While scorecarding and gamification may be growing in popularity in terms of helping both controlling fuel spend and improving safety and overall efficiency, it still has some way to go before it matures, according to WEX’s Kavanagh.
“We’re just scratching the surface of what the story can be,” he said. “Fueling data tells a fairly detailed story; however, when you add additional data points such as telematics, traffic/maintenance data, etc. it begins to reveal a different picture. This view allows you to impact driver behavior in a meaningful way.”
Showing how the driver’s actions fit into the bottom line is another way that scorecarding is benefiting fleets.
“We believe the driver scorecard is an essential tool to support and develop your employees and give them visibility into how their actions directly impact their paycheck and the company’s bottom line,” said Weir-Jones of CalAmp.
Immediate feedback is another area that will help fleets control fuel cost, according to Sutarik.
“In-vehicle coaching makes it possible to send the driver an alert in real-time so they can correct the behavior immediately. For example, you can tell them to stop idling or speeding,” he said.
Getting the Biggest Gains
Scorecarding and gamification to help monitor and change driver may have some of the biggest gains truck fleets have made in terms of improving fuel management, but for Verizon Networkfleet’s Ransom, the initial, and perhaps biggest, gains in fuel management had a surprising origin.
“The Great Recession of 2008 especially for companies that used vehicles to do their business was their gain,” he said. “They had to work very quickly to manage their entire business better — particularly fuel. Fuel was very expensive in 2008. The No. 1 gain was really to focus them on fuel management — that doesn’t mean they weren’t focused on fuel management at that time — but it was incumbent on businesses that wanted to survive to reduce their costs and do it very, very quickly, and we’re talking about examining more efficient vehicles and alternative-fuel vehicles, and technologies such as fuel cards and GPS, and telematics, and fuel management, and routing software. That was the fastest acceleration of fuel-related technologies I’ve seen in my lifetime. It was the No. 1 gain if you take that out a little bit — the variety or combination of solutions that was really the biggest gain for companies.”
Geotab’s Sutarik sees the ability to have access to real-time data as one of the biggest gains fleets have derived in terms of fuel management.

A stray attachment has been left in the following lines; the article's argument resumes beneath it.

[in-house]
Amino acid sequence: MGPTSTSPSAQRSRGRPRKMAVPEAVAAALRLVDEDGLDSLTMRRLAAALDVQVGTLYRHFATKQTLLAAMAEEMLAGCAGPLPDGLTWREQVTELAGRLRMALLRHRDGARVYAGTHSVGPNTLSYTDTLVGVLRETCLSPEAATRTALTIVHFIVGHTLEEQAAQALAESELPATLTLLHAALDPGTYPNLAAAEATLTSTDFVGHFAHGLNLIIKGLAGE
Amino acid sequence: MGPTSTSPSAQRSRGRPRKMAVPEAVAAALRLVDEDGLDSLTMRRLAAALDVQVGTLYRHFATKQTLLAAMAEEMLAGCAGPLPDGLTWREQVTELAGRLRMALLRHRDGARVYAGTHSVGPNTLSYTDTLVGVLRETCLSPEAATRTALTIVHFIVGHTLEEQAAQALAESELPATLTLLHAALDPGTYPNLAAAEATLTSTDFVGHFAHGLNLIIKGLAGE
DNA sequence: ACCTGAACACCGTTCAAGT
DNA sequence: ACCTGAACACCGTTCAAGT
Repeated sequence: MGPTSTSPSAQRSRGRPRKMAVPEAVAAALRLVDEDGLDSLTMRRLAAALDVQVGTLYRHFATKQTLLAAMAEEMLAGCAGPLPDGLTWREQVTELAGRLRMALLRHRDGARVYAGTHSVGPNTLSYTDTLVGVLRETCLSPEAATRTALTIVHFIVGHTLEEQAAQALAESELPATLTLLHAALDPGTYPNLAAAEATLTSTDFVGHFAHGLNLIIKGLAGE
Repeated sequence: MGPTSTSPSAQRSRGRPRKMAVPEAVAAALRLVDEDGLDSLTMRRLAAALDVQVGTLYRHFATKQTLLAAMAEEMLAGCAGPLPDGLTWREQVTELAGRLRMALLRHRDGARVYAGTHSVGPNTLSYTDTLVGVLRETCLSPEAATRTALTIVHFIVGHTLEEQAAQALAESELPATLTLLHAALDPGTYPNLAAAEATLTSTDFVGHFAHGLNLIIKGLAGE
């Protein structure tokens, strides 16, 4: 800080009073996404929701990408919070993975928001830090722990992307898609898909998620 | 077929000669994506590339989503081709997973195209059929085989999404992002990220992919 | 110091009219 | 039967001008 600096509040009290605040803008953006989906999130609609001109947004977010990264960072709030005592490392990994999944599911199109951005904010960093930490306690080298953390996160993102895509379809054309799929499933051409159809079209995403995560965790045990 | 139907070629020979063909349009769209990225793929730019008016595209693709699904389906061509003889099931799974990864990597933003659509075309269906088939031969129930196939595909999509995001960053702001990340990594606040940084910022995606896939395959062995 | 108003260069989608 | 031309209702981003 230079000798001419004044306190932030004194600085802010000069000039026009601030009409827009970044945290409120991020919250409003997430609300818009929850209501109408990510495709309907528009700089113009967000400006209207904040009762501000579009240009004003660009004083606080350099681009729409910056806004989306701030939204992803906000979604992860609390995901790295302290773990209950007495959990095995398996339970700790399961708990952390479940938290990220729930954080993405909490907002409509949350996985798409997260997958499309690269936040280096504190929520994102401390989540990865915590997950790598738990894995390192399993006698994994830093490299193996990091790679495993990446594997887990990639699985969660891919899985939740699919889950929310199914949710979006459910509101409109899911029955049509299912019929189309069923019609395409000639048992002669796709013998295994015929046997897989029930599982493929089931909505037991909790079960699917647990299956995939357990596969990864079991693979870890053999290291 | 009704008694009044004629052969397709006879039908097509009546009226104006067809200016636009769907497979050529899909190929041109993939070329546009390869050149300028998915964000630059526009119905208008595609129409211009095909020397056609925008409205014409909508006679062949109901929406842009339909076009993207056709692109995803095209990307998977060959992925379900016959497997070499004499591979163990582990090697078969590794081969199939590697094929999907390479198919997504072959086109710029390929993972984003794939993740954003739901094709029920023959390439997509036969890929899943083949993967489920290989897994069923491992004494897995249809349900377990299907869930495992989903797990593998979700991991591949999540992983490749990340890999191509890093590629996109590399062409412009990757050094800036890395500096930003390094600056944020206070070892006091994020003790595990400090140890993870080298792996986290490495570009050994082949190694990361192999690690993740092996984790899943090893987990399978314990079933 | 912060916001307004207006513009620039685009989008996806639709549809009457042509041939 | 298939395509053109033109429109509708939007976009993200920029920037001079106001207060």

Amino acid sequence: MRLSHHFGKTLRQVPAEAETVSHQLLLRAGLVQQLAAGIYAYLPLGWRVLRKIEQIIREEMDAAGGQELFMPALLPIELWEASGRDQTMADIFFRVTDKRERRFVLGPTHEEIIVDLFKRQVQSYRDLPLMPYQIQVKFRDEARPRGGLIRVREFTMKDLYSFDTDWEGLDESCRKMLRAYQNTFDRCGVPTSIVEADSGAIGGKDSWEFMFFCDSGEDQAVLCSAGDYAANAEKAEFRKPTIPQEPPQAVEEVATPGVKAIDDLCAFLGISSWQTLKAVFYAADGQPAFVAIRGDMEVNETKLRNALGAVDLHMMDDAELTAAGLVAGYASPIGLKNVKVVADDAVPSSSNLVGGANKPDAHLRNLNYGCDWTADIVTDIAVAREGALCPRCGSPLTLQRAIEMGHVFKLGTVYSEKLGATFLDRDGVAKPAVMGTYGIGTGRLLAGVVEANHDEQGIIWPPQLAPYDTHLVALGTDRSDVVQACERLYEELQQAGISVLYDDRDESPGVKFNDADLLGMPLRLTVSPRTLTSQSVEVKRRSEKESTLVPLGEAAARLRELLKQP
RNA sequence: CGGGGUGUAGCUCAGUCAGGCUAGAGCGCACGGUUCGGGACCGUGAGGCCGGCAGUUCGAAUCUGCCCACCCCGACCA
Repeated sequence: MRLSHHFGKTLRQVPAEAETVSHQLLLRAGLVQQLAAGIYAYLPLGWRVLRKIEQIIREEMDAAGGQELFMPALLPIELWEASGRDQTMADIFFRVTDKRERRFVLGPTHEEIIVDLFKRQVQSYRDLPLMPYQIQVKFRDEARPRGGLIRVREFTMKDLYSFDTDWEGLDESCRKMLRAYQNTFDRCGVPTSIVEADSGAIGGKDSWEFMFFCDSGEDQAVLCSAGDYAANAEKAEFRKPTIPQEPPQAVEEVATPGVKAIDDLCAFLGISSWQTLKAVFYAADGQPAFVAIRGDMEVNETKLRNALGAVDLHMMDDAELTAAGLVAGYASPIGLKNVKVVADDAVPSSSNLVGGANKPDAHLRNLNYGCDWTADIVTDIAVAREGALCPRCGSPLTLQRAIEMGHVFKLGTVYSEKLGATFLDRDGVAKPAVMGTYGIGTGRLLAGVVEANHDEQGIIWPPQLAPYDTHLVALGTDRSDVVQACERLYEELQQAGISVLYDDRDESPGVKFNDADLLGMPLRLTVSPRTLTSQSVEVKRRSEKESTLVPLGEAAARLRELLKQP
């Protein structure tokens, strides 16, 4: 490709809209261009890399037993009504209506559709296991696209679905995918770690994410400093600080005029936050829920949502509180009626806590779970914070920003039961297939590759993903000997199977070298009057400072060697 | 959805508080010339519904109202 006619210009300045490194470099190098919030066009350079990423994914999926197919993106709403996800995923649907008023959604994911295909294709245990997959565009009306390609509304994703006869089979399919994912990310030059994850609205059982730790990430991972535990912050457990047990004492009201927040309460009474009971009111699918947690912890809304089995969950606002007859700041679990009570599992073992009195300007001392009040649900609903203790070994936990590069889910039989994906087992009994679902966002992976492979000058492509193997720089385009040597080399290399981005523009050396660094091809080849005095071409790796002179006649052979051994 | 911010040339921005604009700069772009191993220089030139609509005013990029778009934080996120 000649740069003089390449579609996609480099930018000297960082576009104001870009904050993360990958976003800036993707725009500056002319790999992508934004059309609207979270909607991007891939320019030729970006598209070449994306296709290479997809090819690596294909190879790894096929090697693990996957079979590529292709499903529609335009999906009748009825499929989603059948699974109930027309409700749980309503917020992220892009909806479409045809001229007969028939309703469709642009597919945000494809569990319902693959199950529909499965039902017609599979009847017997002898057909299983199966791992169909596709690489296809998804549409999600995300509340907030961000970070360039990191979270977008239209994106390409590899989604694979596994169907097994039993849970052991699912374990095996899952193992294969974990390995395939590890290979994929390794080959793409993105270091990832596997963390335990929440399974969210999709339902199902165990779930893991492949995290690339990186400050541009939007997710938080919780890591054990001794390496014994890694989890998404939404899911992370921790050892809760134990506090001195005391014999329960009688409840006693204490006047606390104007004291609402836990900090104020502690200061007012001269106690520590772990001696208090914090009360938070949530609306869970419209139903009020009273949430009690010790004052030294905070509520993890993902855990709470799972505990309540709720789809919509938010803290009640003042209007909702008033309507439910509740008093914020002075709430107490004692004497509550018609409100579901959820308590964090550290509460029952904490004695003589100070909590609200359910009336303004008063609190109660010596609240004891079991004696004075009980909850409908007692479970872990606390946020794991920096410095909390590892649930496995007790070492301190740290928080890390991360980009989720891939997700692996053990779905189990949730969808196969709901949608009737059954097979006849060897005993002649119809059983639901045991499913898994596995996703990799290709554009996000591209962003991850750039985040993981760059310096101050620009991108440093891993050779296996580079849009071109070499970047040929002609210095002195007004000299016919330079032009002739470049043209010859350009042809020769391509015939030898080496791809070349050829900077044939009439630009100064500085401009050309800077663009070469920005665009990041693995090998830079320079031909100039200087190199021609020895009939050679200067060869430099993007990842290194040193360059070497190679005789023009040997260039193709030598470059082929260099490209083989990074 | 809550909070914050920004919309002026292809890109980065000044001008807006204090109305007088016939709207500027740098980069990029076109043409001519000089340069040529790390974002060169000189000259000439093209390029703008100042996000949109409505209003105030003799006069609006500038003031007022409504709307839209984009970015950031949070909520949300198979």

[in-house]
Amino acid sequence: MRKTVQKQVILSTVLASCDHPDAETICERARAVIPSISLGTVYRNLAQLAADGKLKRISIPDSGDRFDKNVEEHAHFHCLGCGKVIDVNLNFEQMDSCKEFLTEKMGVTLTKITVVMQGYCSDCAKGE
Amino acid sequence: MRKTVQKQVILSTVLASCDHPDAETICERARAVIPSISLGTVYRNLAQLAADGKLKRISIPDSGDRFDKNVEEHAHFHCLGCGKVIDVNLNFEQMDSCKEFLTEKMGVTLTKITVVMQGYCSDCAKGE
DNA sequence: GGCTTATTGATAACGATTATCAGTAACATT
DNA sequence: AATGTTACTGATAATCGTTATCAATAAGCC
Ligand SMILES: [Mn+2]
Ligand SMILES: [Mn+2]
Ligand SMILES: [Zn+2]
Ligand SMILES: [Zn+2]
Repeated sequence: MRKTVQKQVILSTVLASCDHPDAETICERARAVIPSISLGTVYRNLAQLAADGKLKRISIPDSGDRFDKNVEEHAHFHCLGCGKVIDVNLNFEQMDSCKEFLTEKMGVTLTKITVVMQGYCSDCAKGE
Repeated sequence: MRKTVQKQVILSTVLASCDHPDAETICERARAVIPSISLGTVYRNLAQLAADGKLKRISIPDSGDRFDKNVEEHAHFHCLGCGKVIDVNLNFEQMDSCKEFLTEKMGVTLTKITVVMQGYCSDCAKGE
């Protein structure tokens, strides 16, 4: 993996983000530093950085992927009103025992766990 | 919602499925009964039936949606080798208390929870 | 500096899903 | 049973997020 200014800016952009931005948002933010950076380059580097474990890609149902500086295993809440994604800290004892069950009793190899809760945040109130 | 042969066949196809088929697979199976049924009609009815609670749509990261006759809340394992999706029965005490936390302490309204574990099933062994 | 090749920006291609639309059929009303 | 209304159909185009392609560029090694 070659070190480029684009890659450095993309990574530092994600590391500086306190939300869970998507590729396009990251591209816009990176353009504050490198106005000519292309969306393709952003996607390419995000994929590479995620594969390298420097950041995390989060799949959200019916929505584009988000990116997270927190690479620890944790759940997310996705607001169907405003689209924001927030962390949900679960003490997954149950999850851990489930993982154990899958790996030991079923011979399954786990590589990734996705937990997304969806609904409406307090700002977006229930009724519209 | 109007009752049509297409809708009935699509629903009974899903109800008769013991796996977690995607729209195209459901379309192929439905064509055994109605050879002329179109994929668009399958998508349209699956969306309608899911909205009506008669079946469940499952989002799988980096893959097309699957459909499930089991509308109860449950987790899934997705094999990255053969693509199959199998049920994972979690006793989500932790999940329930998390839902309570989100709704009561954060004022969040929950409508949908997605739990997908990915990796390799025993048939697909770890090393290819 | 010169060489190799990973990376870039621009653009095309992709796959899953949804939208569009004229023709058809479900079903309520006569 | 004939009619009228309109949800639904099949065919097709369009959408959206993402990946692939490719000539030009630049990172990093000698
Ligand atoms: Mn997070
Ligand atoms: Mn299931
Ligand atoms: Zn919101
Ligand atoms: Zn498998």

“This data makes it possible to view trends, concerns, and opportunities instantaneously,” he said. “Having information on fleet and driver behavior gives fleets the tools needed to implement cost savings rapidly as opportunities arise.”
Building on that, diving deeper into the real costs associated with fuel has been another big gain for fleets, according to WEX’s Kavanagh.
“Instead of saying I can get 3 cents at station X or 1 cent at station Y or nothing at station Z, they’re looking at what it’s going to take to get to station X,” he said. “It becomes more than just the price at the station, as it’s really about the true cost of fueling for the vehicle.”
But, all of the benefits of managing fuel may not show up directly on a company (or fleet) balance sheet. Some of the savings and benefits may be more intangible, according to LoJack’s Castelli.
“One that might not show up on the balance sheet is the opportunity for a company to make a green statement,” he said. “It becomes a good promotional opportunity along the lines of my provider is trying to do something for the environment, trying to reduce carbon footprint. This is a heck of a tool to use for a promotional statement.”
Another gain may be more fundamental, according to Telogis’ Wallin. It’s an understanding of how the vehicle, the driver, and the work all fit together. “When you look at fuel management — the way in which you do work — from the way you develop your territories, how do you drive to your job sites, how you determine most efficient route, how do you ensure those routes are best — that work is really driving your fuel usage,” he said. “Having a way to optimize that is another one of those levers you can use to look at your entire enterprise and manage it much more effectively and achieve the fuel savings you’re looking for.”
The next step in truck fuel management is a combining of the best of both worlds in the form of integrating fuel cards and telematics.
“We find that this is the most common integration that customers turn on,” said Batcheller of GPS Insight. “The ability for fleets to monitor their fuel card transactions based on a number of factors, to include the location of the vehicle, to identify fraud and to simplify IFTA reporting for tax purposes is a no-brainer and easily one of the most significant gains in fuel management for fleets as far as telematics is concerned.”